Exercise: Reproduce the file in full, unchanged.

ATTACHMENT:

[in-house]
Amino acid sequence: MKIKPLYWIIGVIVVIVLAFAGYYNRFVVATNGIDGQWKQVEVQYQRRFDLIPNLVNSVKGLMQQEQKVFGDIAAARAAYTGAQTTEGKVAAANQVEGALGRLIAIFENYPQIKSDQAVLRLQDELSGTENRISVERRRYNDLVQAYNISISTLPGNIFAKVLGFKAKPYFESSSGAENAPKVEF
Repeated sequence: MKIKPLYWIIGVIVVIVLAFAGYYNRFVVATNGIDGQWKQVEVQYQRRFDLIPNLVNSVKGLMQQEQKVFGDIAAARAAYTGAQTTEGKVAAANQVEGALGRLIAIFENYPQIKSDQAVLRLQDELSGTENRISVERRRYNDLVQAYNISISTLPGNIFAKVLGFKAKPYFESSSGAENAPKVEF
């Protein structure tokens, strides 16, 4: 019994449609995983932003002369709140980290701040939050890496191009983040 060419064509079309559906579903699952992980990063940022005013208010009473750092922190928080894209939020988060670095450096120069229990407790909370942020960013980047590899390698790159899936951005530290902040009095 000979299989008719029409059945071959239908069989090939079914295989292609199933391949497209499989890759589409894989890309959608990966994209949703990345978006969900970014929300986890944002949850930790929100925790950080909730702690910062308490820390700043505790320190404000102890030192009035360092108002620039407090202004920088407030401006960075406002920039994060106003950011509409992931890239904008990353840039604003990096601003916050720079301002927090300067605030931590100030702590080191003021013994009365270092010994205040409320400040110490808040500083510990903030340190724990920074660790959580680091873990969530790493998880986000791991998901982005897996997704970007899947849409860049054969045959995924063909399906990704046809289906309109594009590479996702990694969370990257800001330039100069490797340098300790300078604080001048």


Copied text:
[in-house]
Amino acid sequence: MKIKPLYWIIGVIVVIVLAFAGYYNRFVVATNGIDGQWKQVEVQYQRRFDLIPNLVNSVKGLMQQEQKVFGDIAAARAAYTGAQTTEGKVAAANQVEGALGRLIAIFENYPQIKSDQAVLRLQDELSGTENRISVERRRYNDLVQAYNISISTLPGNIFAKVLGFKAKPYFESSSGAENAPKVEF
Repeated sequence: MKIKPLYWIIGVIVVIVLAFAGYYNRFVVATNGIDGQWKQVEVQYQRRFDLIPNLVNSVKGLMQQEQKVFGDIAAARAAYTGAQTTEGKVAAANQVEGALGRLIAIFENYPQIKSDQAVLRLQDELSGTENRISVERRRYNDLVQAYNISISTLPGNIFAKVLGFKAKPYFESSSGAENAPKVEF
């Protein structure tokens, strides 16, 4: 019994449609995983932003002369709140980290701040939050890496191009983040 060419064509079309559906579903699952992980990063940022005013208010009473750092922190928080894209939020988060670095450096120069229990407790909370942020960013980047590899390698790159899936951005530290902040009095 000979299989008719029409059945071959239908069989090939079914295989292609199933391949497209499989890759589409894989890309959608990966994209949703990345978006969900970014929300986890944002949850930790929100925790950080909730702690910062308490820390700043505790320190404000102890030192009035360092108002620039407090202004920088407030401006960075406002920039994060106003950011509409992931890239904008990353840039604003990096601003916050720079301002927090300067605030931590100030702590080191003021013994009365270092010994205040409320400040110490808040500083510990903030340190724990920074660790959580680091873990969530790493998880986000791991998901982005897996997704970007899947849409860049054969045959995924063909399906990704046809289906309109594009590479996702990694969370990257800001330039100069490797340098300790300078604080001048």